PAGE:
The Koori Historian James Miller writes, ‘My family was evicted from Singleton Reserve because of the Second World War’. Jean Miller, James’ grandmother, moves to Redfern where his aunt, Daisy, is already living in Lawson Street. (Miller, p. 157) For more, see Stories

Koori orators like Jack Patten and Bill Ferguson speak regularly at the Domain on Aboriginal and workers rights.

  • Protest, Aboriginal Rights

In the 1940s Elsa Dixon becomes the first Aboriginal woman to gain her pilot's license.


Pearl Gibbs gives a talk on radio, the first time an Aboriginal person has given a scripted address on a state radio network. (Horner p. 12)


Paul Behrendt, father of Larissa Behrendt, is separated from his father’s care after his mother Lavinia Boney dies, and is placed in the Burnside Homes, Parramatta, with his siblings. (Read and Edwards, pp. 57-9)

The Housing Commission begins building houses throughout the metropolitan region. In 1969, Aboriginal Housing, formerly managed by the Aborigines Welfare Board is amalgamated with the Housing Commission’s housing program. (Morgan, p. 72)


Doretta Williams from Cowra, after an adolescence in the Cootamundra Home, is working in domestic service in North Sydney. She gives birth to Eileen Williams. Her baby is removed from her at three weeks and taken to the Bomaderry Infants home, and re-named Joy Williams. (Read 2008)

  • Cootamundra Girls Home

The Ancient Briton in Glebe is known as the ‘Blackfellers Pub’.


At the cemetery at St Stephen’s Anglican Church, Newtown, is an obelisk erected in tribute to the Aboriginal people buried in the cemetery. It reads ‘Erected by the Ranger’s League of New South Wales at the inspiration of the late Aldwin J. S. Stanton in memory of Mogo, Perry, Tommy and other Aborigines buried in this cemetery, and as a tribute to the whole of the Aboriginal race. Mogo was a Koori from the Upper McCleay River and is buried in what was known as ‘Koori Corner’ of the cemetery, on the Lennox Street side. His grave was originally decorated with shells taken from an Aboriginal midden at Pittwater. The other remains have been identified as belonging to Perry who died in 1849 aged 76. Wandalina, died in 1960, while Tommy has no details. (Hinkson and Harris, p. 91)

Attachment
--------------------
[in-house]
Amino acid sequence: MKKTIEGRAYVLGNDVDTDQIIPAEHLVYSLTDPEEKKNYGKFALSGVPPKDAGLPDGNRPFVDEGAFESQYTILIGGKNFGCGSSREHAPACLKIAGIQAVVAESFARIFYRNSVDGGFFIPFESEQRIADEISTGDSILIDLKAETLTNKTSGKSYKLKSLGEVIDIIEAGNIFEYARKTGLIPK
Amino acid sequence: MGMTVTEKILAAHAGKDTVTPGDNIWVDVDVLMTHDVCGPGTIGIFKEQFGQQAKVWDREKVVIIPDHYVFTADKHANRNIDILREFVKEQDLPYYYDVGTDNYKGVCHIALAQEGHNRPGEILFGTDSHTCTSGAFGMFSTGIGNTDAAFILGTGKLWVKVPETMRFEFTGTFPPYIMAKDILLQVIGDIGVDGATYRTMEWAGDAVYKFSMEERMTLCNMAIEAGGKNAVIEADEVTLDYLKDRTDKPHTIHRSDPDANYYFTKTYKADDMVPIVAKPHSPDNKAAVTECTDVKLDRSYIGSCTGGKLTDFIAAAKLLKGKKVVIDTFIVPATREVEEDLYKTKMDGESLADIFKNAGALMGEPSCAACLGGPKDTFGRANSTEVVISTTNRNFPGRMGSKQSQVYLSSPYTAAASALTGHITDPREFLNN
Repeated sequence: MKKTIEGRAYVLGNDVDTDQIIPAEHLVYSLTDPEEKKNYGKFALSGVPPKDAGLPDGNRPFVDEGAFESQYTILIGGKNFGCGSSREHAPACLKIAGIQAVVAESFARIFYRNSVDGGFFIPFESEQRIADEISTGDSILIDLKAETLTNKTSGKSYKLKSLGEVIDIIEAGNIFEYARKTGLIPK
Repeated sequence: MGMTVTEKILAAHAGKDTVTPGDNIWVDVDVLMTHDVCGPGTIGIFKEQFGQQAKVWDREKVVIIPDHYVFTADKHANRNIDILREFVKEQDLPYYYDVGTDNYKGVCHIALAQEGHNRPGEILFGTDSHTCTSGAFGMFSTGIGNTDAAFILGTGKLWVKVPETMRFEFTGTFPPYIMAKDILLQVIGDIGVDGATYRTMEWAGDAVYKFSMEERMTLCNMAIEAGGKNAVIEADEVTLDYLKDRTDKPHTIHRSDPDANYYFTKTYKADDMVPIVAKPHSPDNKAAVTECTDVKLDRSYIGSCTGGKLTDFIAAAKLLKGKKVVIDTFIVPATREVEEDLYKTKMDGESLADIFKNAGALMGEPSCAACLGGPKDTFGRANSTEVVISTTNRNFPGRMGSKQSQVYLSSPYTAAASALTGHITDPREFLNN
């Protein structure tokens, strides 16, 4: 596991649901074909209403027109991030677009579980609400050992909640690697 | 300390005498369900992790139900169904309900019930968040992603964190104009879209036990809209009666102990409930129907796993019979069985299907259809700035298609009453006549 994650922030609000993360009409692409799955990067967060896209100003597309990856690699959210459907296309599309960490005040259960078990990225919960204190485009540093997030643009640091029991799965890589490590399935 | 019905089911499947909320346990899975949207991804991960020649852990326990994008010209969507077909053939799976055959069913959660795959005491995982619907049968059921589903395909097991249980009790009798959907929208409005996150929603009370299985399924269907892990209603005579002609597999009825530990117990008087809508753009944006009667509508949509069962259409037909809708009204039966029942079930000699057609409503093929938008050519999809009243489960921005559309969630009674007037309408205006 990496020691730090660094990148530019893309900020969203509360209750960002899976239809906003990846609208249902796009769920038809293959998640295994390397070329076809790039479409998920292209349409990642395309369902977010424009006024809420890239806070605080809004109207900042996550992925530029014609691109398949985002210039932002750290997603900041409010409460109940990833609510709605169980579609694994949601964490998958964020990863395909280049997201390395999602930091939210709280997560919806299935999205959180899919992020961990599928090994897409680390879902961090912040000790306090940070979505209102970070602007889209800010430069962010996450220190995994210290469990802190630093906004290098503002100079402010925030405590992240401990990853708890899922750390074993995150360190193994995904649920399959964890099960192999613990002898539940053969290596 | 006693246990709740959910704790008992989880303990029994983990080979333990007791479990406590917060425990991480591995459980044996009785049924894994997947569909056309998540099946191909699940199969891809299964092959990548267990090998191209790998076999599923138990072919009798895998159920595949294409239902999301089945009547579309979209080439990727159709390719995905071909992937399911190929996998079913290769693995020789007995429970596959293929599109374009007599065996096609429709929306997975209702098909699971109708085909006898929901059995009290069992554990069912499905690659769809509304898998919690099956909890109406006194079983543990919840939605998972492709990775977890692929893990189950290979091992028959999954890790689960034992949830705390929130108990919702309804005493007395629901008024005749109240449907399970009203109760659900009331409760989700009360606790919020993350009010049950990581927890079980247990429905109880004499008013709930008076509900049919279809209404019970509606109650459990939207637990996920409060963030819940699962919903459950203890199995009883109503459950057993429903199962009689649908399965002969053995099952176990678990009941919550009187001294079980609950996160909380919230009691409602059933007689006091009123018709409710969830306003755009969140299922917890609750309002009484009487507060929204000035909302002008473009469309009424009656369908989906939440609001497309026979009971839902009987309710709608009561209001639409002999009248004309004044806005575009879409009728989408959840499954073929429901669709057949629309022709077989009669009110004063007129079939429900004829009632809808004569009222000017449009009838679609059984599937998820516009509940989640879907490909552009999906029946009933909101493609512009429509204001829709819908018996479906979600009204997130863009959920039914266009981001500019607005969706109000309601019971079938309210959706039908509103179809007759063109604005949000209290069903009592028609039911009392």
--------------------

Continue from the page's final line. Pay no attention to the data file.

Koori families are living, as are others, among the boat-wrecking and boat building businesses on the waterfront in Cook St, Glebe Point.


Chicka Dixon comes to Sydney from the south coast. He recalls, ‘It was the big thing to come for young Aboriginal people, I was 17. Mum used to tell him, ‘Oh don’t fight with the manager Chicka. He’ll cut off our rations'. Everyone said go to Redfern. Chicka goes on, ‘There were two lots of Blacks living in Sydney then, in La Perouse, the La Pa [La Perouse] people and the Redfern people. The La Pa people were mainly south coast, and Redfern were all the western blackfellas’. According to Plater, ‘there was a half-baked animosity between the two settlements’. Plater, pp. 43, 122-123. (V12, ‘Working life in Redfern’)

  • Chicka Dixon, Activist with mouth taped and Paul Coe


A popular Koori place for dances and meetings is Boot Trade Union Hall, 122 Eveleigh St.


There are about 158 factories, most employing Koori people, in the Redfern/Alexandria region. Chicka Madden works in Redfern. (V12, ‘Working life in Redfern’)


Merv Maynard in his first season, rides eight winners. (Maynard 2002 p. 85)


Mum Shirl is living in Albion Way, Surry Hills. In 1985 she recalls other Koori people living in the same area - the Lalors in number 7 Caroline Street. Daisy Robinson, Granny Robinson, and Granny Waters all lived in number 34, 35 and 38 Caroline Street. (Sykes p. 33)

  • Corner of Margaret and Regent Streets, Redfern, where the first  Aboriginal Legal Service meeting was held

Ruby Ginibi Langford arrives in Sydney from Box Ridge, Coraki. She lives with her family, in Great Buckingham St, Redfern.

  • Ruby Langford Ginibi